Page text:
The Prime Minister announced that India would repair or upgrade 71 bridges on the Tamu-Kalewa Friendship Road. Another project, to be completed in 2016, would help establish “trilateral connectivity” from Moreh in Manipur to Mae Sot in Thailand via Myanmar. The two sides hoped to establish “seamless trilateral connectivity” by 2016. The revival of the Joint Task Force on the Trilateral Highway between the two countries is expected to help the initiative.
But the people in India’s Northeast can now resume something that they have done for centuries before the new nation-states disrupted it — they can buy and sell their own goods in the border “haats” (markets).
An MoU signed today provided for the setting up of such a market on a pilot basis at Pangsau Pass in Arunachal Pradesh, the point where the old Ledo (or Stillwell) Road from Assam enters Myanmar. The two sides also agreed on setting up such markets in other places along the India-Myanmar border.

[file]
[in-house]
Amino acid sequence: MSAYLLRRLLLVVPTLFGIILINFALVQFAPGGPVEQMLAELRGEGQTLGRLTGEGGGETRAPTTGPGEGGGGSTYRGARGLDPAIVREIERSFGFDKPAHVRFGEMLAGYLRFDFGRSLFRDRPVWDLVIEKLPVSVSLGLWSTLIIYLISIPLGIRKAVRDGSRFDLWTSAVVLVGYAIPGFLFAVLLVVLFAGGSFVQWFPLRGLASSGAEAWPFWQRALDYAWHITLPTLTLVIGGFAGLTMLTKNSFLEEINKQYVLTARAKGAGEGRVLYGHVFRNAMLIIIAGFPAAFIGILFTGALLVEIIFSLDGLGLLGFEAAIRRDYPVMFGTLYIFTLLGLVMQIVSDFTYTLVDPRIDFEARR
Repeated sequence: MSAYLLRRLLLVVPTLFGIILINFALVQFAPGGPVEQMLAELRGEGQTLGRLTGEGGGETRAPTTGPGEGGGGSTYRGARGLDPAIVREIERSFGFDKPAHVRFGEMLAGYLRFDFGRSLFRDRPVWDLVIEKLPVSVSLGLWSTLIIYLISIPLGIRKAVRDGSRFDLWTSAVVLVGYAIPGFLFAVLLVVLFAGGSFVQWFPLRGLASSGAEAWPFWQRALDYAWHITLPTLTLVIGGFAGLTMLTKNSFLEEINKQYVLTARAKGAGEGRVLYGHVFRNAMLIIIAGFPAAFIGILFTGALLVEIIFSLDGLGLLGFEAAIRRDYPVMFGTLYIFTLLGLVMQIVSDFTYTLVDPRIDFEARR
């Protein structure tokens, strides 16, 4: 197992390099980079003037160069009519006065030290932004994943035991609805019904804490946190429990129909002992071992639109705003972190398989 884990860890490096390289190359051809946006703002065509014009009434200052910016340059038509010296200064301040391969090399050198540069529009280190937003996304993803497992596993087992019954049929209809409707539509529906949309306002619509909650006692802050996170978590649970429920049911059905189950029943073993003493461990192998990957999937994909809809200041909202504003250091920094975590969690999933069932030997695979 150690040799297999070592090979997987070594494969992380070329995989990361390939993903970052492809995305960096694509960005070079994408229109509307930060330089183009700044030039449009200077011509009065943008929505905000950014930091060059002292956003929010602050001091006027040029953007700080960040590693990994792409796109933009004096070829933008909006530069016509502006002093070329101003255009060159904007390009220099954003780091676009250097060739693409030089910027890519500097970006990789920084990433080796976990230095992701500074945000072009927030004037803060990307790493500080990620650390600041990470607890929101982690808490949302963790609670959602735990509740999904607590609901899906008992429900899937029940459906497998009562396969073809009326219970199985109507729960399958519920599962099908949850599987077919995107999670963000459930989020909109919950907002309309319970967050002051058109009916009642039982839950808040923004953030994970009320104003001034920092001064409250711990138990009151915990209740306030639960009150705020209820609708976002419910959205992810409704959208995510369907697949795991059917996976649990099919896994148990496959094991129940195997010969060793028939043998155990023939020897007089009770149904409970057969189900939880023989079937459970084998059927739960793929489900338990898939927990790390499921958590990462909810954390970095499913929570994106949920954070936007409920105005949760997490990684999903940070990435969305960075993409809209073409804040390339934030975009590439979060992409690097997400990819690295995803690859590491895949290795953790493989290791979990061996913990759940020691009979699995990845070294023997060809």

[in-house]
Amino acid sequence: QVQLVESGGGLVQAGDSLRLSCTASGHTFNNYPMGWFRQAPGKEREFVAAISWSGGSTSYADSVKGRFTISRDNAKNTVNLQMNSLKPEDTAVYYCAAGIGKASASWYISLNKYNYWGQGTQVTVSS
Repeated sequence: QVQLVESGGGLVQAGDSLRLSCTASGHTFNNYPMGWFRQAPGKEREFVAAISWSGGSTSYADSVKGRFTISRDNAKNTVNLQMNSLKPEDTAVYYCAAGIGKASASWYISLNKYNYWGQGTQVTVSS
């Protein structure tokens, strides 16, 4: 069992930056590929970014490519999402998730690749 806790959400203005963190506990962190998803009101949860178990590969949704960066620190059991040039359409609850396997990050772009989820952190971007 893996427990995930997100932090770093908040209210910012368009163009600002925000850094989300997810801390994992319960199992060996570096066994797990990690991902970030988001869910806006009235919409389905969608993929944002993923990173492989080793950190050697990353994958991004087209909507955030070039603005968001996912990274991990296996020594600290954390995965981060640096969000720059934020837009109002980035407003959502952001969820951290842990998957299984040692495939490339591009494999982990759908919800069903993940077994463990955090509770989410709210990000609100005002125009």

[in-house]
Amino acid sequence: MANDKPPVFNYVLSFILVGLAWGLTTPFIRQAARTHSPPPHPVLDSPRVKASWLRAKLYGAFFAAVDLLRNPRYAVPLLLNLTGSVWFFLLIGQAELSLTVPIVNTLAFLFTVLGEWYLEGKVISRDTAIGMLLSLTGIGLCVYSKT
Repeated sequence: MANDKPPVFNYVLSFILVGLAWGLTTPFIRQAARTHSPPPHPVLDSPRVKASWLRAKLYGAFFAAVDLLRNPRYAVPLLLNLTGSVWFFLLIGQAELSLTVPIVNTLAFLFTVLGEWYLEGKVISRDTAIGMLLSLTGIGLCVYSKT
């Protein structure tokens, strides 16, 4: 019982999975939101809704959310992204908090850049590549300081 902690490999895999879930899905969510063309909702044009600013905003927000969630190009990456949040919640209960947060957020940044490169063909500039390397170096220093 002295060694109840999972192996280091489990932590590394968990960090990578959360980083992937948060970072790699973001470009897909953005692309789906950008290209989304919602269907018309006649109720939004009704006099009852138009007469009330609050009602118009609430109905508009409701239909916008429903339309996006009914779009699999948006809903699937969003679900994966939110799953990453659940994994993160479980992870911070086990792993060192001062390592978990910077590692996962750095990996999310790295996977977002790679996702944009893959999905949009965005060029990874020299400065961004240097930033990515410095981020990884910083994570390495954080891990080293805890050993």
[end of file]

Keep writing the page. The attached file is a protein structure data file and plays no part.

The Prime Minister announced a package of assistance that included India’s offer of $5 million per year for five years for undertaking small development projects such as schools, health centres, roads and bridges, agriculture and agro-processing units in the Naga self-administered zone in Sagaing Division bordering Manipur and the Chin state bordering Mizoram.
Calcutta, too, had something to offer in this comprehensive attempt at engagement between India and Myanmar. An MoU was signed between Calcutta University, whose vice-chancellor Suranjan Das was here, and Dagon University for academic exchanges. India also offered to set up a Myanmar Institute of Information Technology.
India had offered to give Myanmar a $500-million line of credit during the Myanmar President’s visit to New Delhi last October. An MoU was signed today to make it operational. The central banks of the two countries, according to another MoU, will work on currency arrangements.
There was no big-bang deal on energy, though. The two sides “encouraged” Indian companies to invest in the oil and gas sector in Myanmar. It seems India’s hopes for a greater share of Myanmar’s huge oil and gas reserves will take time to materialise.